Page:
ENGLAND — Following a slew of tax cuts announced by the government that drove interest rate forecasts skyrocketing and raised lending rates for homeowners, there are mounting concerns about a property market crash in the United Kingdom.
Finance Minister Kwasi Kwarteng’s so-called mini-budget alarmed markets with £45 billion ($50.5 billion) in debt-financed tax cuts, leading to a sharp increase in the yield on government bonds. These are used by lenders to determine the cost of fixed-rate mortgages.
A brief program of long-dated bond purchases launched by the Bank of England in response to the market chaos helped to temporarily stabilize the market. But Oxford Economics Chief U.K. Economist Andrew Goodwin warned that there might still be more suffering to come, especially in the housing market.
After the repeal of the tax cut, a strategist warns that Gilts and the pound are not yet out of the woods.
Goodwin wrote in a letter on Friday that although the BoE’s temporary bond-buying program caused swap rates to decline, they still remain high and that several banks have already responded by sharply raising interest rates on their mortgage products.
“A situation where housing values drop is looking increasingly likely,” Goodwin continued, “adding to the already-strong headwinds on consumer spending.”
According to Oxford Economics, house prices are about “30% overpriced based on the affordability of mortgage payments” if interest rates stay where they are right now.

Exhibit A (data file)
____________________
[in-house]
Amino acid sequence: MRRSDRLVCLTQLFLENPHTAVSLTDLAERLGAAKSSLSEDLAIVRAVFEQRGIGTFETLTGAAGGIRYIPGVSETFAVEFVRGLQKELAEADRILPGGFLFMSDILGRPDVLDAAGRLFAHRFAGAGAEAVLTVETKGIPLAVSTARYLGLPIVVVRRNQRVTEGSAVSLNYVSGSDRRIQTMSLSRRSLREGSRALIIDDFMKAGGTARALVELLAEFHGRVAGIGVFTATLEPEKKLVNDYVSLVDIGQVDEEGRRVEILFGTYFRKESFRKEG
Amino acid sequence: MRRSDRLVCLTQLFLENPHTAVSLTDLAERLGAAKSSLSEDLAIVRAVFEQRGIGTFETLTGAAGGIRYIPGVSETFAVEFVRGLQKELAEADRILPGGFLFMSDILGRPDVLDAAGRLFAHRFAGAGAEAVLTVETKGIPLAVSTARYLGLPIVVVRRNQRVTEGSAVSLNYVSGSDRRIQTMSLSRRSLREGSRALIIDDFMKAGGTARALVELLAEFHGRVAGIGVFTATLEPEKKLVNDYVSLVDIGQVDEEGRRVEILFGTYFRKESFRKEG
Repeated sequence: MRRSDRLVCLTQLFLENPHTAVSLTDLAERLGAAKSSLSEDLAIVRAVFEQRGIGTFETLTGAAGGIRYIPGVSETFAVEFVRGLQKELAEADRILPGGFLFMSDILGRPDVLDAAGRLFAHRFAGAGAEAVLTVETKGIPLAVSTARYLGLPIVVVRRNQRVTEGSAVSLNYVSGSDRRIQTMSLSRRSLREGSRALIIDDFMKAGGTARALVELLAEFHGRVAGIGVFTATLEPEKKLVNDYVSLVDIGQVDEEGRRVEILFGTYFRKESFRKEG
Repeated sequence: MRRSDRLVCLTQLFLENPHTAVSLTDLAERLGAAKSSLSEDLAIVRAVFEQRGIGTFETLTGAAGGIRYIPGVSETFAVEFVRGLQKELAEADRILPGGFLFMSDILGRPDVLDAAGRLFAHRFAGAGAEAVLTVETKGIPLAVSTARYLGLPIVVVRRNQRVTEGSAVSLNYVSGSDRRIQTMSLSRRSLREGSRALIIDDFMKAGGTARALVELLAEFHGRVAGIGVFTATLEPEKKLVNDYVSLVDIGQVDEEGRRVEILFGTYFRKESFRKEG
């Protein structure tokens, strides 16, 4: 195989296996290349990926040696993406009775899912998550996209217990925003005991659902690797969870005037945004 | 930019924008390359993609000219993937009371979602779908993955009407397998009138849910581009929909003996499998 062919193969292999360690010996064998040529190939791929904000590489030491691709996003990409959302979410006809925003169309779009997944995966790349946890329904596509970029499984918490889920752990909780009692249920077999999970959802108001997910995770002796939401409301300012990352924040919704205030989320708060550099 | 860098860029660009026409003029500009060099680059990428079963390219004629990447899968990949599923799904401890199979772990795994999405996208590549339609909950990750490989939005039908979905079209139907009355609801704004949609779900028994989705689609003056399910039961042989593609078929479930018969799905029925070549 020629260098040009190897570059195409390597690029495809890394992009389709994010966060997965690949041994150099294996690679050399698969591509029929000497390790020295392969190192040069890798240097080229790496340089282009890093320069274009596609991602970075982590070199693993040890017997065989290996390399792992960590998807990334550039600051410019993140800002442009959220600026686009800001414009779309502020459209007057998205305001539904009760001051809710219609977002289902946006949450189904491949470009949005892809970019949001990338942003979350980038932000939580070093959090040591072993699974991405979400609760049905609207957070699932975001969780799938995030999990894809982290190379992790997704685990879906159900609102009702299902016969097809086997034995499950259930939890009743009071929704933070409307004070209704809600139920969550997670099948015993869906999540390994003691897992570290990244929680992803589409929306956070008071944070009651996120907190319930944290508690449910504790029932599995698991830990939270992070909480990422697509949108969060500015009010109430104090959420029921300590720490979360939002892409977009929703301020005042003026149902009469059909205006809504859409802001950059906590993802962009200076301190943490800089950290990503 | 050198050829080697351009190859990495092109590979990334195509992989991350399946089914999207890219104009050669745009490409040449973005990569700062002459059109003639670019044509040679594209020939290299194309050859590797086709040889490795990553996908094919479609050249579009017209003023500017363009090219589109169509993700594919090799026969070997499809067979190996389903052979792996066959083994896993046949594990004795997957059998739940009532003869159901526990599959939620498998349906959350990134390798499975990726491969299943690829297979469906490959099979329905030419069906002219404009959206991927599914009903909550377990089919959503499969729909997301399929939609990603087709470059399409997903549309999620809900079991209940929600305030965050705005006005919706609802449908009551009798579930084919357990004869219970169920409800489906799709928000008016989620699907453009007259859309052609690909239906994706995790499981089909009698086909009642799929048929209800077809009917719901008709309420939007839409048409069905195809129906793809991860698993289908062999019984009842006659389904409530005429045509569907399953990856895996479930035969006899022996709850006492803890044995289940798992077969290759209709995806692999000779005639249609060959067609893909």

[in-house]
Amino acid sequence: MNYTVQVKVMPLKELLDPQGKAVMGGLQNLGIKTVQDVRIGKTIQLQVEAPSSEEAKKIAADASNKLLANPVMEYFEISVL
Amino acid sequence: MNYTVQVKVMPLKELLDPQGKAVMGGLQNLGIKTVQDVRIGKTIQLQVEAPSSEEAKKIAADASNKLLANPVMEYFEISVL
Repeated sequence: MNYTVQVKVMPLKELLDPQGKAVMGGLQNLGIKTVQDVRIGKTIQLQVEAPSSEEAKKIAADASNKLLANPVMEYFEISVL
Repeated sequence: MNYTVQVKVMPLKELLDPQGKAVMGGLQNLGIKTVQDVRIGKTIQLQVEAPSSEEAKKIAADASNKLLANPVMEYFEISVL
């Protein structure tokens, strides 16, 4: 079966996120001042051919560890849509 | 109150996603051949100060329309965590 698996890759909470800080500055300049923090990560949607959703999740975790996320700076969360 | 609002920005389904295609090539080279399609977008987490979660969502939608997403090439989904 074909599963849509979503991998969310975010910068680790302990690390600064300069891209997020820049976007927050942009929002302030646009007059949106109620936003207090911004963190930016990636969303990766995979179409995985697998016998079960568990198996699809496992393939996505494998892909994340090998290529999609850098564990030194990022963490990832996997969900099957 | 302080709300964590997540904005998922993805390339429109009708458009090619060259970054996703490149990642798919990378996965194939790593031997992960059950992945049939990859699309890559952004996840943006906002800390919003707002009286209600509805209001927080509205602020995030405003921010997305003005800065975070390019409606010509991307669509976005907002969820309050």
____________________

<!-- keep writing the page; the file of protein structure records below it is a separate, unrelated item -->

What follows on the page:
It’s difficult to see how a steep reduction in transactions and a marked adjustment in pricing can be avoided, Goodwin said. “The large frequency of fixed rates deals will assist to cushion the hit in terms of existing mortgagors,” he added.
The expected trajectory of interest rates will determine whether fixed mortgage rates remain high or start to decline in the future.
After the government reversed course on its proposal to eliminate the highest rate of income tax, these have fallen from earlier highs of over 6%, but analysts do not anticipate this to calm the market’s trepidation.
Interest rates have already increased six times this year, from 0.25% at the end of 2021 to 2.25% at the moment. For the most of 2023, markets are now pricing in an eventual rate of over 5%.
After years of low interest rates, many consumers are likely to be shocked by this.